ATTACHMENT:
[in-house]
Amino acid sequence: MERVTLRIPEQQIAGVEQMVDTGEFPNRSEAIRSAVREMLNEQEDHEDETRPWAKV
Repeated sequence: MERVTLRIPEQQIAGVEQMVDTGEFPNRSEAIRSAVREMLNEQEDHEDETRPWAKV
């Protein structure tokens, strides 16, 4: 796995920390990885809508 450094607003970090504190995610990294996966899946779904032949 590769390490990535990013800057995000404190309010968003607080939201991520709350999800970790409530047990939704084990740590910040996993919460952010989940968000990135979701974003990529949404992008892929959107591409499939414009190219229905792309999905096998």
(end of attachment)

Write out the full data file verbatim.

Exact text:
[in-house]
Amino acid sequence: MERVTLRIPEQQIAGVEQMVDTGEFPNRSEAIRSAVREMLNEQEDHEDETRPWAKV
Repeated sequence: MERVTLRIPEQQIAGVEQMVDTGEFPNRSEAIRSAVREMLNEQEDHEDETRPWAKV
């Protein structure tokens, strides 16, 4: 796995920390990885809508 450094607003970090504190995610990294996966899946779904032949 590769390490990535990013800057995000404190309010968003607080939201991520709350999800970790409530047990939704084990740590910040996993919460952010989940968000990135979701974003990529949404992008892929959107591409499939414009190219229905792309999905096998």